A brief history of connectionism and its psychological implications

AI and Society 4 (1):17-38 (1990)
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Abstract
Critics of the computational connectionism of the last decade suggest that it shares undesirable features with earlier empiricist or associationist approaches, and with behaviourist theories of learning. To assess the accuracy of this charge the works of earlier writers are examined for the presence of such features, and brief accounts of those found are given for Herbert Spencer, William James and the learning theorists Thorndike, Pavlov and Hull. The idea that cognition depends on associative connections among large networks of neurons is indeed one with precedents, although the implications of this for psychological issues have been interpreted variously — not all versions of connectionism are alike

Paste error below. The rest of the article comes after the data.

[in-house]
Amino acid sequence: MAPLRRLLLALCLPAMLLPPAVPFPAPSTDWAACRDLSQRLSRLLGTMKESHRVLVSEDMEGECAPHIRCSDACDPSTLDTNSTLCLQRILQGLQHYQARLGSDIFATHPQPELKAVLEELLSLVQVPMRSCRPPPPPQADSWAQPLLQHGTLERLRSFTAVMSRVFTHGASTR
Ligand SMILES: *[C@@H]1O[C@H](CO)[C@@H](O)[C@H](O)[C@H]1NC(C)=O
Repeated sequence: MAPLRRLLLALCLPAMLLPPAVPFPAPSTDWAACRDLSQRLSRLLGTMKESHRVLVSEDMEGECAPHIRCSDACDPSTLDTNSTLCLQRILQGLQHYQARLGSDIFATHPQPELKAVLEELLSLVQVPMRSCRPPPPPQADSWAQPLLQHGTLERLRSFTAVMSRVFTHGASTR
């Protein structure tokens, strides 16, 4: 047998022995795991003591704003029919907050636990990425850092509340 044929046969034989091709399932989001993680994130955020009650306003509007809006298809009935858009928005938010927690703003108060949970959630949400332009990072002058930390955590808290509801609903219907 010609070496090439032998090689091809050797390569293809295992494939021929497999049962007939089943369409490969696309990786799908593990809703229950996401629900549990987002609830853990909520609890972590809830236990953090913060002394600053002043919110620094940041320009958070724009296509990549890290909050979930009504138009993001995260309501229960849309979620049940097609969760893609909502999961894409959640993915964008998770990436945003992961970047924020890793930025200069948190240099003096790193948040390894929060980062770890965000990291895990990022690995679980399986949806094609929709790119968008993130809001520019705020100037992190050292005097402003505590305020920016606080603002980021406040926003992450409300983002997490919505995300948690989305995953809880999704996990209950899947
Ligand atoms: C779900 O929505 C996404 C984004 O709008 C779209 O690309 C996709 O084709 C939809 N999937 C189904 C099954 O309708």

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Archival date: 2015-11-21
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